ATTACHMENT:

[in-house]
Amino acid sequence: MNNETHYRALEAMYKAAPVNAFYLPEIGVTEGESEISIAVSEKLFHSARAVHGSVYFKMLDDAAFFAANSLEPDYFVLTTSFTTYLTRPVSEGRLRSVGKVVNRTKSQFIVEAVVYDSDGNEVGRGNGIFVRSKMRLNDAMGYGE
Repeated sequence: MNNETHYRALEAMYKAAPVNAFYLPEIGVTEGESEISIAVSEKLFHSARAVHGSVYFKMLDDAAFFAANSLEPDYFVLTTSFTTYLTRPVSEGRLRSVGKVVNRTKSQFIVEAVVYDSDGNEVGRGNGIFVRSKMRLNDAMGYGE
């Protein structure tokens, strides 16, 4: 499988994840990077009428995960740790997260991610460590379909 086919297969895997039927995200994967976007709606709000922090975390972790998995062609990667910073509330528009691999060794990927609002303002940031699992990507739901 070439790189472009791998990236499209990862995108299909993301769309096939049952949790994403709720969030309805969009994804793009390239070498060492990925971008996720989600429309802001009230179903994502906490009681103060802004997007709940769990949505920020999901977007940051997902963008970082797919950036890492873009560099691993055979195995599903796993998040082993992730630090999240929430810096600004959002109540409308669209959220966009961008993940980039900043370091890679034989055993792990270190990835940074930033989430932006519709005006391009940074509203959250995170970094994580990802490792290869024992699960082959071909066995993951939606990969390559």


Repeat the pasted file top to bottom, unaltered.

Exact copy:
[in-house]
Amino acid sequence: MNNETHYRALEAMYKAAPVNAFYLPEIGVTEGESEISIAVSEKLFHSARAVHGSVYFKMLDDAAFFAANSLEPDYFVLTTSFTTYLTRPVSEGRLRSVGKVVNRTKSQFIVEAVVYDSDGNEVGRGNGIFVRSKMRLNDAMGYGE
Repeated sequence: MNNETHYRALEAMYKAAPVNAFYLPEIGVTEGESEISIAVSEKLFHSARAVHGSVYFKMLDDAAFFAANSLEPDYFVLTTSFTTYLTRPVSEGRLRSVGKVVNRTKSQFIVEAVVYDSDGNEVGRGNGIFVRSKMRLNDAMGYGE
């Protein structure tokens, strides 16, 4: 499988994840990077009428995960740790997260991610460590379909 086919297969895997039927995200994967976007709606709000922090975390972790998995062609990667910073509330528009691999060794990927609002303002940031699992990507739901 070439790189472009791998990236499209990862995108299909993301769309096939049952949790994403709720969030309805969009994804793009390239070498060492990925971008996720989600429309802001009230179903994502906490009681103060802004997007709940769990949505920020999901977007940051997902963008970082797919950036890492873009560099691993055979195995599903796993998040082993992730630090999240929430810096600004959002109540409308669209959220966009961008993940980039900043370091890679034989055993792990270190990835940074930033989430932006519709005006391009940074509203959250995170970094994580990802490792290869024992699960082959071909066995993951939606990969390559």